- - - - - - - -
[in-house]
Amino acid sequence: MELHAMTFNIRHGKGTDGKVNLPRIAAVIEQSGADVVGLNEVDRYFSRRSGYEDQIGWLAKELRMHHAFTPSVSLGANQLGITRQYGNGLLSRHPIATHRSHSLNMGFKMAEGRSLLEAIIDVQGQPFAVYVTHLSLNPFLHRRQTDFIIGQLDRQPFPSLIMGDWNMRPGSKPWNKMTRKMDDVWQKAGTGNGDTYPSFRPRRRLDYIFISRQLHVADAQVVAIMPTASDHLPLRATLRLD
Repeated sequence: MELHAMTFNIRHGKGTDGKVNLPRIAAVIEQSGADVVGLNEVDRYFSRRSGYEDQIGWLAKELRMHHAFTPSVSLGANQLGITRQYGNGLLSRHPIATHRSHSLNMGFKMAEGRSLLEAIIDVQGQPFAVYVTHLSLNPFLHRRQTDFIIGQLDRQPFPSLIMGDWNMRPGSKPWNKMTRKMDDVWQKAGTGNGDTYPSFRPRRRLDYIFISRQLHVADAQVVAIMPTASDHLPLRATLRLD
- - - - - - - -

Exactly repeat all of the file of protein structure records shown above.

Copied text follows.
[in-house]
Amino acid sequence: MELHAMTFNIRHGKGTDGKVNLPRIAAVIEQSGADVVGLNEVDRYFSRRSGYEDQIGWLAKELRMHHAFTPSVSLGANQLGITRQYGNGLLSRHPIATHRSHSLNMGFKMAEGRSLLEAIIDVQGQPFAVYVTHLSLNPFLHRRQTDFIIGQLDRQPFPSLIMGDWNMRPGSKPWNKMTRKMDDVWQKAGTGNGDTYPSFRPRRRLDYIFISRQLHVADAQVVAIMPTASDHLPLRATLRLD
Repeated sequence: MELHAMTFNIRHGKGTDGKVNLPRIAAVIEQSGADVVGLNEVDRYFSRRSGYEDQIGWLAKELRMHHAFTPSVSLGANQLGITRQYGNGLLSRHPIATHRSHSLNMGFKMAEGRSLLEAIIDVQGQPFAVYVTHLSLNPFLHRRQTDFIIGQLDRQPFPSLIMGDWNMRPGSKPWNKMTRKMDDVWQKAGTGNGDTYPSFRPRRRLDYIFISRQLHVADAQVVAIMPTASDHLPLRATLRLD